April 28, 2012 – Being ahead of your time is great if you’re an Olympic sprinter or a Victorian time traveler. It can kind of suck, though, if you’re a scientist. Take Tesla.
Born in 1856 in what’s now Croatia and becoming a U.S. citizen at the age of 35, Nikola Tesla had hundreds of patents, developed AC/DC power distribution, invented radio, and made inroads into wireless technologies that spanned communications, data, and energy. He died in 1943 poor, irrelevant, and talking a lot about death rays.
There are a few reasons why one of the best brains to slip through a birth canal ended up so marginalized in such a technology-entrenched culture as ours, much of which he made possible. However, a lot of people just point the finger at Thomas Edison.
Edison was kind of the anti-Tesla. He was an inventor firmly in the right time. His inventions—the light bulb, the motion picture—were inspired exactly when we were ready for them, and he had the business and public relations savvy to make sure he capitalized. I mean, wireless communications and data exchange? That’s like today stuff, man. Were Tesla alive right now, he would have an Intel commercial about him and host his own Science Channel program.
Anyway, Edison was also a literal anti-Tesla as well, since the two were fierce rivals. And Edison was able to use his financial and political clout to ensure his own legacy and do his best to shred Tesla’s.
In fact, despite Tesla’s substantial contributions to science, he kind of became the Captain Beefheart of the field after his death. Everybody kind of forgot about him. These days, he’s risen back to prominence. Now he’s more, I don’t know, the Syd Barrett of science. I credit these guys.
Still, throughout his life he undertook some pretty cool experiments that really raised the perception of his laboratory almost to the point of the mythic. Like at Wardenclyffe.
In 1901, Tesla began construction on a facility in Shoreham, NY, on the northern coast of Long Island, to experiment with wireless overseas communications and wireless electricity transmission. The facility included a low, square brick building and a massive, 186-foot-tall science fiction-like tower. The latter was topped by a giant steel cupola 55 feet in diameter that, judging by old pictures and artist representations, really shouldn’t be on any sovereign nation’s soil until at least 2058.
Unfortunately, before he could change the world, his money ran out and his backers became leery of what they imaged would be the possibility of free power for all, right out of thin air. Just a few years later, the facility began slowly shutting down. Eventually it was foreclosed. The amazing tower itself was destroyed in 1917, the same day the extraterrestrials decided to take a pass on starting interstellar relations with our planet.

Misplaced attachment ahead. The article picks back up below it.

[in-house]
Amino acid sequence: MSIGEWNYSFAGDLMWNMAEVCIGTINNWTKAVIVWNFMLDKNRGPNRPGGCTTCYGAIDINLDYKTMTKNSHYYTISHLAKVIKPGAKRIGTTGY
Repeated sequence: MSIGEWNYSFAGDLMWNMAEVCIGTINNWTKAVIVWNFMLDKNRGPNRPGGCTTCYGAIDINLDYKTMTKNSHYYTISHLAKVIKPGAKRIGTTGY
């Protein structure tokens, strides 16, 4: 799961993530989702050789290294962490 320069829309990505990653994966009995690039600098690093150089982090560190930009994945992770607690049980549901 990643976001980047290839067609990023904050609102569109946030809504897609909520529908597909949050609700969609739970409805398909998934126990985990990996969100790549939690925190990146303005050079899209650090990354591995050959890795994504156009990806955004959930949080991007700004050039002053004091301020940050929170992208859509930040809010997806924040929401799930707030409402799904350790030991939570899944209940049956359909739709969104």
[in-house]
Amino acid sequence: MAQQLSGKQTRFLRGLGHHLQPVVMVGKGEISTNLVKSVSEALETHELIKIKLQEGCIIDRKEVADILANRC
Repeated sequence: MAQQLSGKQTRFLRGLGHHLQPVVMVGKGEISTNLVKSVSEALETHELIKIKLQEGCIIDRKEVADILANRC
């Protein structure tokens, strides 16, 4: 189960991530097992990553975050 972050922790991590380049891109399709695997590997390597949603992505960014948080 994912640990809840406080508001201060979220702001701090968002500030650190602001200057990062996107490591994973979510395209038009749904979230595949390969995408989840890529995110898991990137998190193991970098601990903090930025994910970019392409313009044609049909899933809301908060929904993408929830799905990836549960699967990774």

In 1939, a photo lab moved into the facility, which was then sold to its present owner, Agfa, which shuttered it in 1992. For the past two decades Wardenclyffe has sat there abandoned and dejected, sulking over the fact that it could have surpassed Kitty Hawk as one of the most important science history sites in the country.
Today, the original facility is still there and visible from the perimeter of the property. It’s been added onto over the years, but with varying materials, so the core brick structure is easy to pick out, including its distinctive and centrally set chimney.
The whole 16-acre property is thinly wooded and surrounded by chain link and barbed wire, but because it sits at the intersection of Route 25 and Tesla Street, you can view it from two sides without trespassing.
As per the rules of my probation and the mandates of my own cowardice, I didn’t go poking around inside the property, although some previous trespasser had rolled back bit of the chain link fence on the Tesla Street side, making the idea extremely appealing.
Since the visible area that you can see is actually the property to the rear of Wardenclyffe, you can just make out the overgrown, circular foundation rim of the tower, if you know what you’re looking for. The foundation is worth checking out on the Google map below (just zoom in). The place once also featured a memorial plaque to Tesla, but it was stolen a few years ago.
These days, Tesla’s legacy is secure, there are statues of him all across the world, Tesla coils in every science center, and his ashes are ensconced in a golden orb on display in a museum dedicated to him in Belgrade.
Still, Wardenclyffe should be a bit more hallowed, I think. I mean, had his backers not suffered from such short-sightedness, I probably wouldn’t have had to live most of my life without a cellphone and WiFi, and by now we’d probably never had to plug anything in ever again. Tesla needs to be reincarnated…soon.